1

I am applying for a Texas state ID card at the DMV. I need a "U.S. Certificate of Citizenship or Certificate of Naturalization (N-560, N-561, N-645, N-550, N-55G, N-570 or N-578)" or one of the other documents on a list that I don't think I'll bother showing, and I was wondering if my birth certificate counted as this type of document. My birth certificate was issued from a county in the state of California.

3
  • 2
    Your birth certificate issued from where? – user702 Mar 3 '17 at 22:57
  • Edited, birth certificate issued from a county in california, don't want to be more specific than that. – Aaron Franke Mar 3 '17 at 23:17
  • 1
    Should be enough. Some people have hospital only certificates, for instance, which are generally not acceptable. – user702 Mar 3 '17 at 23:31
3

From the Texas Department of Public Safety brochure listing the types of documents that indicate how to demonstrate "Proof of US Citizenship or Lawful Presence:"

Birth certificate or birth record issued by the appropriate State Bureau of Vital Statistics or equivalent agency from a US state or local government, a US territory, or the District of Columbia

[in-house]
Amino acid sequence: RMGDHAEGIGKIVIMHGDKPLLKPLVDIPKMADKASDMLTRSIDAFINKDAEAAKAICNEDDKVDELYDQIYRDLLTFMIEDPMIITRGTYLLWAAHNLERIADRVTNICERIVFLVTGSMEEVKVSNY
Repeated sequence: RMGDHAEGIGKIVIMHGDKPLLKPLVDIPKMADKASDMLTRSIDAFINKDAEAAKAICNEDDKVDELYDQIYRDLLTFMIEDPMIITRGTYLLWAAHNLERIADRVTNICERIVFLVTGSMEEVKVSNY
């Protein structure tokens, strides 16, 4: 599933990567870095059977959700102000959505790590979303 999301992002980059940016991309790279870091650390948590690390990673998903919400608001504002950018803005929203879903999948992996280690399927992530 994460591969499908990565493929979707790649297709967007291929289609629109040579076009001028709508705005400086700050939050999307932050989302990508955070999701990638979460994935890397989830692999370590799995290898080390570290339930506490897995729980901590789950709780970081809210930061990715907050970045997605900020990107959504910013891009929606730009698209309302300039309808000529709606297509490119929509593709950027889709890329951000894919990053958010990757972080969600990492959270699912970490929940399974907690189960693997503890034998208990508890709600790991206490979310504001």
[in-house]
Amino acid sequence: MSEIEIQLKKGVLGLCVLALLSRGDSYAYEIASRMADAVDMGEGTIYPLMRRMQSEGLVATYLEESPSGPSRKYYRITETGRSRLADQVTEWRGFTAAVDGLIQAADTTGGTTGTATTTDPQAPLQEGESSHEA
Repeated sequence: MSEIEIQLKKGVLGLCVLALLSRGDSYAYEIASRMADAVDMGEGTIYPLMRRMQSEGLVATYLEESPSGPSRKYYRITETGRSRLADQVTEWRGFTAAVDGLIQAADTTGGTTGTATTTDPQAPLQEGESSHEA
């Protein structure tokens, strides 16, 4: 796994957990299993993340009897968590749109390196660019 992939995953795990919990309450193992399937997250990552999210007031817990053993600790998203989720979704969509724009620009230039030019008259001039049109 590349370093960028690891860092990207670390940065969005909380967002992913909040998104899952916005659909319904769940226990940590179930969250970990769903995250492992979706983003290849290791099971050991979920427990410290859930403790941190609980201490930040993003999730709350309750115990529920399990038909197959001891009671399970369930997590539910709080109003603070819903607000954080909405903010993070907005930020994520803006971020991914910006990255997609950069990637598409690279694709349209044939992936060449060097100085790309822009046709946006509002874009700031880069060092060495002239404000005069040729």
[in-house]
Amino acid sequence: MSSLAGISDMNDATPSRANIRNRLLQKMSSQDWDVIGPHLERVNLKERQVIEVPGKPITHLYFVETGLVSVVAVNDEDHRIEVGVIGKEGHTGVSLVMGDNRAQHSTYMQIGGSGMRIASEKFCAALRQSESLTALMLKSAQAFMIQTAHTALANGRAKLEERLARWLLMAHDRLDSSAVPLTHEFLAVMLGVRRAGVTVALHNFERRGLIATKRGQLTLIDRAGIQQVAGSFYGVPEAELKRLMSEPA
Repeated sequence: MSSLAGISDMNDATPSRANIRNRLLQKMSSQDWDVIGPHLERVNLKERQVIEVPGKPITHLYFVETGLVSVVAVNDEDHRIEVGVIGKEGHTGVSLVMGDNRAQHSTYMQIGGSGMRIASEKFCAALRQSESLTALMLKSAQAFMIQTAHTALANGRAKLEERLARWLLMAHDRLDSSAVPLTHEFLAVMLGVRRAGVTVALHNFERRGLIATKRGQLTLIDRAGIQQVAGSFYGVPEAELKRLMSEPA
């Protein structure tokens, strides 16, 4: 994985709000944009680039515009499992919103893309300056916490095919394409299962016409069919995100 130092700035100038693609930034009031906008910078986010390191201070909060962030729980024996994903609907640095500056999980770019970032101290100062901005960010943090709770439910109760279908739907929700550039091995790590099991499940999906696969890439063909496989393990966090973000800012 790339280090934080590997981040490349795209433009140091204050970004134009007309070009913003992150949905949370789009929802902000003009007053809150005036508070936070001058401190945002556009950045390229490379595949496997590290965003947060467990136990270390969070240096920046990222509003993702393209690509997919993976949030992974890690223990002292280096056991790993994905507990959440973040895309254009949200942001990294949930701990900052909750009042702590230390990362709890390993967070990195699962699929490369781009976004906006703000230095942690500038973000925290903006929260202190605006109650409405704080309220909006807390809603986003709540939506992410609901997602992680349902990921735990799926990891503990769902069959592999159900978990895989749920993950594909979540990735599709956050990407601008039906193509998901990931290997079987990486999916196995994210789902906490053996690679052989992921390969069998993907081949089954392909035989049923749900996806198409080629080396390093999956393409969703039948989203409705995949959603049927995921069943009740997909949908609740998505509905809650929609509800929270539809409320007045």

A birth certificate issued by a county in the State of California would qualify. Note that most government agencies require a certified copy of the birth certificate be used. A certified copy will generally have an endorsement via a stamp indicating that it is a certified copy and, for California, would be available from the county vital records department.

A "U.S. Certificate of Citizenship" is for U.S. citizens born abroad. A "Certificate of Naturalization" is for people who became citizens through the naturalization process. Neither of these documents would apply to someone who was born in the United States.

1
  • 2
    "A "U.S. Certificate of Citizenship" is for U.S. citizens born abroad." Naturalized US citizens are also US citizens who were born abroad. I think you mean people born abroad who were US citizens at birth. But Certificates of Citizenship are also for people who were not US citizens at birth, who were naturalized as minors, either automatically as a permanent resident child of a citizen, or through an expedited naturalization process for children of citizens residing abroad. – user102008 Mar 4 '17 at 1:18

Your Answer

By clicking “Post Your Answer”, you agree to our terms of service, privacy policy and cookie policy

Not the answer you're looking for? Browse other questions tagged or ask your own question.